There are a few exceptions – a handful of privately owned (and non regulated) wine and craft beer stores are dotted around the province, as well as the increasingly popular local Brewery stores.
Unlike the UK, alcohol is not available for sale in Nova Scotia supermarkets or corner shops. Prices are regulated and higher than UK prices, although the price you see is the price you pay (tax included).
So, how does Nova Scotia compare to other provinces in regulating its alcohol sales?
Ontario: I was quite surprised to discover that Ontario shoppers can now buy wine at 67 supermarkets as it joins beer and cider on grocery store shelves. The plan is to have wine in 300 of the province’s 1,500 grocery stores and beer in 450 by 2025.
British Columbia: Beer, wine and spirits are sold in provincially-owned and private liquor stores. Craft beer can be purchased at the brewery.
Alberta: Beer, wine and spirits are sold in privately-owned liquor stores.
Saskatchewan: Beer, wine and spirits are sold at provincially-owned liquor stores, rural franchises licensed by the government, and in three privately-owned stores.
Manitoba: There is a mix of government-run and private wine and beer stores. Hotels are allowed to sell beer as licensed vendors, similar to “off sales.”
Quebec: Beer and wine are sold in grocery stores and corner stores. Wine, spirits and select beer are sold in government-run outlets.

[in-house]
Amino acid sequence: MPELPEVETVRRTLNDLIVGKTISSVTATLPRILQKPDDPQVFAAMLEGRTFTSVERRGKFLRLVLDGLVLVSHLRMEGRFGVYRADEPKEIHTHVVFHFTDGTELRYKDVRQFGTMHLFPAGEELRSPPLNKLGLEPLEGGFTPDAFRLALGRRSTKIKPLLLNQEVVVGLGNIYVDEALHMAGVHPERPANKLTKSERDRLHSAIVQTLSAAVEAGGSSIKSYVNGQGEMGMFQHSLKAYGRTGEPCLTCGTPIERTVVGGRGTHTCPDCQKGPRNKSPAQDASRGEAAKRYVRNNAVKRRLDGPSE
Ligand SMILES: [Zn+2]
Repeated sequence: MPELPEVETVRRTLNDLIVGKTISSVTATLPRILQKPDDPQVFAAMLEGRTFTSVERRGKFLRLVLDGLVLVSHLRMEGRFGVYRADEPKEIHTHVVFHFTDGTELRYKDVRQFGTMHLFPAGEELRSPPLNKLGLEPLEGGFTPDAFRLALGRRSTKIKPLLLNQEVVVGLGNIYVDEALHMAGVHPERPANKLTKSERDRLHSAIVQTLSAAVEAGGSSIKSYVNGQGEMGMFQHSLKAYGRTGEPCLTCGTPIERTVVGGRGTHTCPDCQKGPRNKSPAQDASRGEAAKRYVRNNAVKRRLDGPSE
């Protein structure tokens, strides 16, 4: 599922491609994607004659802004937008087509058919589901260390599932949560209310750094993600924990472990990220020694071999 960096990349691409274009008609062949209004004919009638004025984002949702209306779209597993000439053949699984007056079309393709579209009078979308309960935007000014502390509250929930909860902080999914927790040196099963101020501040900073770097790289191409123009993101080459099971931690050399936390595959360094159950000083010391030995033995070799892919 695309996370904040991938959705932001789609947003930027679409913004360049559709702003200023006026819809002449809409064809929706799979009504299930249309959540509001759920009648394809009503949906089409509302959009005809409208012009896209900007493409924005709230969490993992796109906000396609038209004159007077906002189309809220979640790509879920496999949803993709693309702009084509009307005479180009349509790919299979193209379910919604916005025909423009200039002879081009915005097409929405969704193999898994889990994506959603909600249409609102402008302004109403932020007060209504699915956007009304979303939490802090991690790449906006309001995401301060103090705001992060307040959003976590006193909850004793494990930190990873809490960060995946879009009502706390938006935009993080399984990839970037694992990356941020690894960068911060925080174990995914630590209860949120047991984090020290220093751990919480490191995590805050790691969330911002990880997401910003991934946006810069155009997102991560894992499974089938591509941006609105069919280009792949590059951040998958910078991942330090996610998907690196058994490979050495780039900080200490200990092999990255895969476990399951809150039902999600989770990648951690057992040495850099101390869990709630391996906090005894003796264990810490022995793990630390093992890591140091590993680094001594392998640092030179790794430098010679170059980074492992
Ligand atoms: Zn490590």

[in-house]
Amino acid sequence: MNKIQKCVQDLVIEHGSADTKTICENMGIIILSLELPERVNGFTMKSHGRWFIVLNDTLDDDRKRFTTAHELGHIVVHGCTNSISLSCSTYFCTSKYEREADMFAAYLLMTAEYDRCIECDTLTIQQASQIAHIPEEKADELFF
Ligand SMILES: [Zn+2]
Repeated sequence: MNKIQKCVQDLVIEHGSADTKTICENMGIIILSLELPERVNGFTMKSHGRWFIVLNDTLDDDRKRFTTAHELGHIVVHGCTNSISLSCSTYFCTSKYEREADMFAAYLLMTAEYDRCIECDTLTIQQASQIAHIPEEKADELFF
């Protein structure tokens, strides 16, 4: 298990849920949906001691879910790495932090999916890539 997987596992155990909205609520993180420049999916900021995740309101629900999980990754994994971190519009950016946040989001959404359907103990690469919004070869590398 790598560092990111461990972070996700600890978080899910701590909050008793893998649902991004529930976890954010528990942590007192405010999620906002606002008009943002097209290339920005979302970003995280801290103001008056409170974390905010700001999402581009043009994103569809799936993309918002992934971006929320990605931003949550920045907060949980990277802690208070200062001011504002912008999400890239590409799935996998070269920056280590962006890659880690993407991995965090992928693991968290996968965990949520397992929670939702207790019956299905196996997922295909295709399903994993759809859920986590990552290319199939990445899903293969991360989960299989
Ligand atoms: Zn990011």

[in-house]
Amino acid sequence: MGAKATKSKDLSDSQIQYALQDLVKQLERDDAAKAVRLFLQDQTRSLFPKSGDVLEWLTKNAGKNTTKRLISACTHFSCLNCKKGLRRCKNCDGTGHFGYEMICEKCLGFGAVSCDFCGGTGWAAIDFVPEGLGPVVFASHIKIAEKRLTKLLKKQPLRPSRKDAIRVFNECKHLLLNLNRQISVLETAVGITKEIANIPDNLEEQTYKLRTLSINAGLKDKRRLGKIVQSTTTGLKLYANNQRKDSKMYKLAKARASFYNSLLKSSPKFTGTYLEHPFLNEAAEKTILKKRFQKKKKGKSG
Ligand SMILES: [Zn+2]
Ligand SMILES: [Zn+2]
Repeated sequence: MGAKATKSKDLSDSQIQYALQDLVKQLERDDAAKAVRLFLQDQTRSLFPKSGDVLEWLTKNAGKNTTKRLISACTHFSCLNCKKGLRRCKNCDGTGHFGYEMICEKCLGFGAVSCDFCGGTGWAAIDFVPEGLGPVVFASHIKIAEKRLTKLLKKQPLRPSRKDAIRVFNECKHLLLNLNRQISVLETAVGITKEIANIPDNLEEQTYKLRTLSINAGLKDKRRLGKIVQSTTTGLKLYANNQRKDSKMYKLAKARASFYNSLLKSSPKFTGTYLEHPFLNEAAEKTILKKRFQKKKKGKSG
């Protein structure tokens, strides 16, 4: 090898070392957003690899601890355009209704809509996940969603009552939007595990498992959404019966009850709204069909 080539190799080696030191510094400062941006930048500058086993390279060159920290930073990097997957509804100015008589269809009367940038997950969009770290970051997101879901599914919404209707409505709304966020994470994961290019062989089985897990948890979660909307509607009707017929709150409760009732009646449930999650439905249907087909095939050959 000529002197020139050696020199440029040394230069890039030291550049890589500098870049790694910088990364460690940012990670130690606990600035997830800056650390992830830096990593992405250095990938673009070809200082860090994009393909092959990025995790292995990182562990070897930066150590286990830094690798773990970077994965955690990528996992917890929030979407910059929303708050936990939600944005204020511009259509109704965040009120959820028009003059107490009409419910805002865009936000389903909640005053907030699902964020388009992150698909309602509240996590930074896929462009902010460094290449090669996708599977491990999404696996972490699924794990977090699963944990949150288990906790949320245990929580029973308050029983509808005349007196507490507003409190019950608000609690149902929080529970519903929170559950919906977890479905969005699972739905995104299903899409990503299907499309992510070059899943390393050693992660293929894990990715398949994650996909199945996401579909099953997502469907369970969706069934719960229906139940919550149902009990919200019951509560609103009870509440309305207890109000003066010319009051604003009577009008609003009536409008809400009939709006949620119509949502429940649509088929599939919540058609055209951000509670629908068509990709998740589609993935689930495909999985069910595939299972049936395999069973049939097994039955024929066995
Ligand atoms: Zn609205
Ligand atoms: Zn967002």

New Brunswick: Beer, wine and spirits are sold in provincially-owned liquor store outlets. A limited selection of wines is available at some grocery stores.
Prince Edward Island: Beer, wine and spirits are sold at provincially-owned liquor store outlets and a number of licensed agency stores.
Newfoundland and Labrador: Beer is available in various convenience stores. Liquor and beer are sold at provincially-owned liquor store outlets. Wine is only sold at provincially-owned liquor store outlets. Some of the most expensive prices in the country.
Here’s an example of price differences throughout the country:
A dozen beer is cheap in Ontario, but much more costly in the Atlantic region, including Newfoundland and Labrador. *B.C. price excludes tax and bottle deposit. (photo courtesy of CBC).
A bottle of Lindeman’s red wine will cost you more in Newfoundland than anywhere else in the country. *B.C. price excludes tax and bottle deposit. (Photo courtesy of CBC).
Alcohol prices are generally more expensive in the Atlantic provinces partly because of the higher taxes. Those Canadian provinces with a greater population have more buying power and able to negotiate better prices for the consumer.
Despite the restrictions and higher prices, it does not appear to deter Nova Scotians from buying alcohol. The NSLC is always a busy place to hang out 😉
As always, feel free to get in touch.
Have a great week!
Jane & Richard
Moving 2 Nova Scotia